Death is less bitter punishment than death’s delay….

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At  some moment in the early hours today, my mum slipped off the sofa. She was still there when the carer came in the morning. Finding your client dead must be a daunting aspect of a job that’s already under-paid, under-appreciated, and largely ignored by wider society – unless some shock-horror example of callousness brings it into the sudden glare of publicity, only to fade back as quickly as it emerged when the fierce competition of a European referendum, a celebrity unmasked, or a helicopter crash swamps the headlines once again. And so my heart goes out to that carer, someone who has done her best to make mum’s last couple of years easier.

I’ve charted my mum’s struggle with dementia in a number of posts here. Mostly it’s been a constant, but measured, decline. But suddenly, a couple of weeks before Christmas, mum began to deteriorate sharply. It was, in my brother’s words, as if “the will to keep on seem[ed] to have evaporated.” I’d arranged some time ago to take mum out to dinner on Christmas day, and I wondered long and hard if that was still a good idea. But we went anyway and, as you can see from the photo, I think she enjoyed herself within the limits of her confusion and chronic fatigue.

It turned out to be something of a swan song. By the time we got home she was exhausted, and the rest of the day was very difficult. By the time she went, eventually, to bed she was distraught, anxious, and more confused and desperate than I’d ever seen her before. Ovid was clearly right. Death’s delay is every bit as cruel as death itself.

This isn’t the time to think about how hopelessly inadequate our society’s care for the elderly is. It’s a theme I’ll return to, but not now. For the moment I’m sufficiently employed in trying to make some sense of my pot-pourri of conflicting emotions. Sadness, of course. But also a kind of mixture of guilt and sorrow that mum should die alone, to be found slumped on the floor by a stranger. Anger too, pointless anger, at the dementia that hollowed out my mum’s spirit and left her a tiny fraction of the woman she’d been. Gratitude for that last Christmas together, with all its bitter-sweet contradictions.

And further back, admiration for her fortitude in the almost 20 years that she kept going after my dad’s death. No liberated feminist my mum; her life was in her own lights a duty of support to my dad’s vocation, and losing him deprived her, too, of much her sense of purpose.

But this isn’t about me, and my confused emotions. It’s about her life. The love and support she’s always given me and my brothers, even if we didn’t always deserve it. How she used to let me scrape the uncooked cake mixture from the bowl, or eat the rind off the bacon like a blackbird (me, not her) with a worm. Winter tea-time of fried egg and baked beans. The delicious agony of opening the doors of a glittery advent calendar, waiting for Christmas to arrive. The invaluable lesson thus absorbed that travelling is usually better than arriving. How she so expertly trod the tightrope between allowing me absolute freedom to live my life as I wanted, whilst never making it seem like she just wasn’t interested. Her unselfishness. Her hopeless inability to give directions to a driver, particularly in her home-town Middlesbrough where, if mum was to be believed, every road seemed to lead to every destination.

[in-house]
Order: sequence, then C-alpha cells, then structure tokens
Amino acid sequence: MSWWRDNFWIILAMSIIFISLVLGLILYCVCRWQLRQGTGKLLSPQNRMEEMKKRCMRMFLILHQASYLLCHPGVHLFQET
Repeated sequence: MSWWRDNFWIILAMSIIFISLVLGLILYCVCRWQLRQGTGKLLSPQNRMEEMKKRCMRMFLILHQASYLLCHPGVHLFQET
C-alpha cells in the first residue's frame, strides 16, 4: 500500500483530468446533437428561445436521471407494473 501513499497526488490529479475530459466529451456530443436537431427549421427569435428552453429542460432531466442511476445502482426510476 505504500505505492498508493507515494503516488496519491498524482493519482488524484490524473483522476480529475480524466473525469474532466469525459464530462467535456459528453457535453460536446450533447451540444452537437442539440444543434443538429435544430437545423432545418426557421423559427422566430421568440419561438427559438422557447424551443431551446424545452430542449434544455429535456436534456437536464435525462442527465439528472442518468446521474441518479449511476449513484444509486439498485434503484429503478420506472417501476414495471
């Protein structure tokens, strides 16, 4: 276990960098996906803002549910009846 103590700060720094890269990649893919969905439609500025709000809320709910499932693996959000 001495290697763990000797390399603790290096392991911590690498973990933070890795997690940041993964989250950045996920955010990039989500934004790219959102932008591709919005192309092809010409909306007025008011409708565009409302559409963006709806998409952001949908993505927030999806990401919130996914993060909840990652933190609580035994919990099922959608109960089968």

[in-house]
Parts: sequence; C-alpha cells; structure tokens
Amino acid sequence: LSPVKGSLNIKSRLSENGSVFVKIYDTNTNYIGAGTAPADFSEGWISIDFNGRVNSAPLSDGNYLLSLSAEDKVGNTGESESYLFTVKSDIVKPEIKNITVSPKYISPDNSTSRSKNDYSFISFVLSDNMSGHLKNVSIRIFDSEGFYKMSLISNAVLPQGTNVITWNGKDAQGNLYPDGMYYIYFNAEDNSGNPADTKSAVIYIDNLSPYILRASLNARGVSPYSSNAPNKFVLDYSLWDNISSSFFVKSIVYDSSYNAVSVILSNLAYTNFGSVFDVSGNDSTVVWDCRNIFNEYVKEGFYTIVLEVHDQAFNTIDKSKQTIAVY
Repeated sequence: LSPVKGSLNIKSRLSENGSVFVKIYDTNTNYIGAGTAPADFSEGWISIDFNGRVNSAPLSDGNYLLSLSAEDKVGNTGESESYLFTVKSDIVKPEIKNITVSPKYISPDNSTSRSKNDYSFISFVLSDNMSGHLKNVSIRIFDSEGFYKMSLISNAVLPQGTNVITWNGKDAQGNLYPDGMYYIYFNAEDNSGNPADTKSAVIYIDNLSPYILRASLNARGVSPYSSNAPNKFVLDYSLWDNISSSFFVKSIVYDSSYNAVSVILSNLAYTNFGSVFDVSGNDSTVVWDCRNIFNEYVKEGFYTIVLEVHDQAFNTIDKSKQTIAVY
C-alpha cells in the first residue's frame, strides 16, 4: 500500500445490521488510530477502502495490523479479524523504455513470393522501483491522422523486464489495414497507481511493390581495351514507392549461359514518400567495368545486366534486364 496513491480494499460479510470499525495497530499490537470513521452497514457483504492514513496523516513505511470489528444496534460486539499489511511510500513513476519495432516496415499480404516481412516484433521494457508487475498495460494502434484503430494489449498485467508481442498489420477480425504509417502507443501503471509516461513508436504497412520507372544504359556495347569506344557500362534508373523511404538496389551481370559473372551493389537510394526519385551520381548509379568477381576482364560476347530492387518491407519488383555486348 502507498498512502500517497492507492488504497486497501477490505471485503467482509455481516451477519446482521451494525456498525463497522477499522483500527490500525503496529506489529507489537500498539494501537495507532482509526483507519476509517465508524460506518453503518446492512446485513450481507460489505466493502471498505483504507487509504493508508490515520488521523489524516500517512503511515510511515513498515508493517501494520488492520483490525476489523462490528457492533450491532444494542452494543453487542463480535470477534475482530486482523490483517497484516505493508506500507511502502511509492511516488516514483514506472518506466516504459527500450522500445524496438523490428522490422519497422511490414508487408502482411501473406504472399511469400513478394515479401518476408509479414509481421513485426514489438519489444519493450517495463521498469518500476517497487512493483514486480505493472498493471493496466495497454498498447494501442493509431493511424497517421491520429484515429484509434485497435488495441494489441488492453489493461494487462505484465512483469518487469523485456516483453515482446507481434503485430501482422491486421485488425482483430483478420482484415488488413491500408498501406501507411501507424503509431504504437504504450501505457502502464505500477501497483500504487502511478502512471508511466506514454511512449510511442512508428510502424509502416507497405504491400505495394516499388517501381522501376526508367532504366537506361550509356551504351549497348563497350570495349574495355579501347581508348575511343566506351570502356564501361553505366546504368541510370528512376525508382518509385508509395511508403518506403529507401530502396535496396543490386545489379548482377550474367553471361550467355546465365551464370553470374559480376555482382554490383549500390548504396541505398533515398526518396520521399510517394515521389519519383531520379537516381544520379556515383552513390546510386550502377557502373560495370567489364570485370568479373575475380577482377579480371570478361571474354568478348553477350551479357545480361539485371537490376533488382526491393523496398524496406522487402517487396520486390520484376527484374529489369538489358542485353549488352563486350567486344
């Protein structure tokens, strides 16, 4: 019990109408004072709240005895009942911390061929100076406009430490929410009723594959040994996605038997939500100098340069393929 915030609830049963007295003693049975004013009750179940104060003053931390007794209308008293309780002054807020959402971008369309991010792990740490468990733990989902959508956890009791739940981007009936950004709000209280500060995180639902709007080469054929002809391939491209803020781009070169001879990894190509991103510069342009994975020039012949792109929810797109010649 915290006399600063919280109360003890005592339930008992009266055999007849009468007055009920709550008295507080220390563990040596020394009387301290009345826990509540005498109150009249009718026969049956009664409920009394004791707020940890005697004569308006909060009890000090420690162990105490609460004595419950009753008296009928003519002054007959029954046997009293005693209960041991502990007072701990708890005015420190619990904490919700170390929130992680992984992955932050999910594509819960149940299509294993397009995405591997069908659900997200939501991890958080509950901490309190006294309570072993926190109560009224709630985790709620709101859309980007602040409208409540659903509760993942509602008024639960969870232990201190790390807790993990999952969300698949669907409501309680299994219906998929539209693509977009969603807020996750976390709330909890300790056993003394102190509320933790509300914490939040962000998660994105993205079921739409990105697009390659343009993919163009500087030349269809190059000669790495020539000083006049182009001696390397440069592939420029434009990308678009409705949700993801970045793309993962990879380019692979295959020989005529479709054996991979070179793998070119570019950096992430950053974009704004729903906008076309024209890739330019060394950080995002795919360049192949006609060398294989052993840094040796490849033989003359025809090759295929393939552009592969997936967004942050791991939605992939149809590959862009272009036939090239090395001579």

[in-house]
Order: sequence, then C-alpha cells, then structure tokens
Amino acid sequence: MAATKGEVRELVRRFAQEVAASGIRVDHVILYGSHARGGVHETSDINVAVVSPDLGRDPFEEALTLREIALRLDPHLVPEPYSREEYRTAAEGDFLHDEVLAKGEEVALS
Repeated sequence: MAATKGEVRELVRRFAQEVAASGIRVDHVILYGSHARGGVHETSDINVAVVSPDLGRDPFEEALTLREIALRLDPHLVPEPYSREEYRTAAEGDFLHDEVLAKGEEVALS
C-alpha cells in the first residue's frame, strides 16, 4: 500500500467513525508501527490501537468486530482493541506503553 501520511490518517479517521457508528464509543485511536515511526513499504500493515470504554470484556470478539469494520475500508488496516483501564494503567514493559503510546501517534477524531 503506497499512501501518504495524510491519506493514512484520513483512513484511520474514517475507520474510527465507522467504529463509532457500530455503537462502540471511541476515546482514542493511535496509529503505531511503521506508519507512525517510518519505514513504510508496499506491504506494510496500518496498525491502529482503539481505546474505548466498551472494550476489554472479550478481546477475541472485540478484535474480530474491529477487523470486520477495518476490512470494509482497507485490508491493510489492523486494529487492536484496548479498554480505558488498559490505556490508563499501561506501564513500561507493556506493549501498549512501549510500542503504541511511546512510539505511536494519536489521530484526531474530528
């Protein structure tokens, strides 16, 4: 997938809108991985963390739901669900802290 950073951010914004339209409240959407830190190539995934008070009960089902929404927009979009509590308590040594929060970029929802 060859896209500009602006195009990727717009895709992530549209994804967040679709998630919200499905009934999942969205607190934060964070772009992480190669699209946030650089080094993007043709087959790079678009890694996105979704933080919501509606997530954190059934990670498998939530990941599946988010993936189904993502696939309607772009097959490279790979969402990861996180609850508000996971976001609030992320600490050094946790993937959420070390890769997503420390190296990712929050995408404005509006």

So much to remember. So much to be grateful for. And everything there may be to regret – my fault, not hers.

Thanks mum. I love you very much.

Goodbye, bitter-sweet month of June

Apart from the crassly obvious fact that the various branches of my family have evidently seen October as a particularly conducive month for shagging, it’s hard to know what to read into the fact that for me June is littered with significant birthdays. At the beginning of the month, my mum was 91. At the end of it, my son was 20. And in the middle my dad would have been 96. He isn’t, of course, as death has intervened. I should also note that this October shagging malarkey has jumped a generation, since my own parents clearly preferred a get-it-over-with-earlier-in-the-year approach to procreation given that my and my brothers’ birthdays occur long before the first cuckoo has troubled the readers of the Daily Telegraph.

But all this birthday-ing in June always leaves me scattered to the four winds emotionally speaking. Of course, birthdays are generally a matter for celebration, and for raised spirits. But they are also times for nostalgia, perhaps even sadness. Sadness that my mum potters along in a haze of confusion that I am powerless to dispel. Sadness too that my relationship with my son is more complex and more distant than I would wish. Sadness, of course, that my dad’s birthdays are now virtual rather than real.

My brother – the one who writes these and who engaged me in Alzheimer’s discourse – retrieved a recording of my dad singing an aria from Haydn’s Stabat Mater and I listened to it on my dad’s birthday last month. To be honest, between dad’s lack of preparation and the limitations of an old reel-to-reel tape recorder, with non-directional microphone, Haydn was probably twirling in his own grave. Not so much a rendition as a massacre, which is why I’ve spared you the 1967 home version and linked to a proper performance. But although my dad was no professional singer he had a sweet-toned tenor voice, and the key thing in that home recording is that it is his voice. It took me back, and set me thinking.